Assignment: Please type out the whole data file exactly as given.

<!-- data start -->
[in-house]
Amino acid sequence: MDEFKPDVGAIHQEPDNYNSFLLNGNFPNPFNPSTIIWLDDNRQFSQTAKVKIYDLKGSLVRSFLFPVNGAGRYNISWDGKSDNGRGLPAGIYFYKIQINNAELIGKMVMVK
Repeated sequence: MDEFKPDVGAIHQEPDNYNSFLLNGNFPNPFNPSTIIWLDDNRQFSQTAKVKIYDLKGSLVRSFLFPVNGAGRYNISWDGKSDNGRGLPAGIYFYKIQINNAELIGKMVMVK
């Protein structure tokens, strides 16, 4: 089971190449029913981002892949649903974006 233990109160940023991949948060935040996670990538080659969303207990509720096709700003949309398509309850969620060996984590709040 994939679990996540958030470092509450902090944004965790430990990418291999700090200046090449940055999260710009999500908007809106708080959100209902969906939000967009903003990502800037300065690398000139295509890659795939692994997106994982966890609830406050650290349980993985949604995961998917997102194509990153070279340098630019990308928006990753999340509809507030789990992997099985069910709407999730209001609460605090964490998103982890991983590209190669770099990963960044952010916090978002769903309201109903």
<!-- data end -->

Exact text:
[in-house]
Amino acid sequence: MDEFKPDVGAIHQEPDNYNSFLLNGNFPNPFNPSTIIWLDDNRQFSQTAKVKIYDLKGSLVRSFLFPVNGAGRYNISWDGKSDNGRGLPAGIYFYKIQINNAELIGKMVMVK
Repeated sequence: MDEFKPDVGAIHQEPDNYNSFLLNGNFPNPFNPSTIIWLDDNRQFSQTAKVKIYDLKGSLVRSFLFPVNGAGRYNISWDGKSDNGRGLPAGIYFYKIQINNAELIGKMVMVK
């Protein structure tokens, strides 16, 4: 089971190449029913981002892949649903974006 233990109160940023991949948060935040996670990538080659969303207990509720096709700003949309398509309850969620060996984590709040 994939679990996540958030470092509450902090944004965790430990990418291999700090200046090449940055999260710009999500908007809106708080959100209902969906939000967009903003990502800037300065690398000139295509890659795939692994997106994982966890609830406050650290349980993985949604995961998917997102194509990153070279340098630019990308928006990753999340509809507030789990992997099985069910709407999730209001609460605090964490998103982890991983590209190669770099990963960044952010916090978002769903309201109903």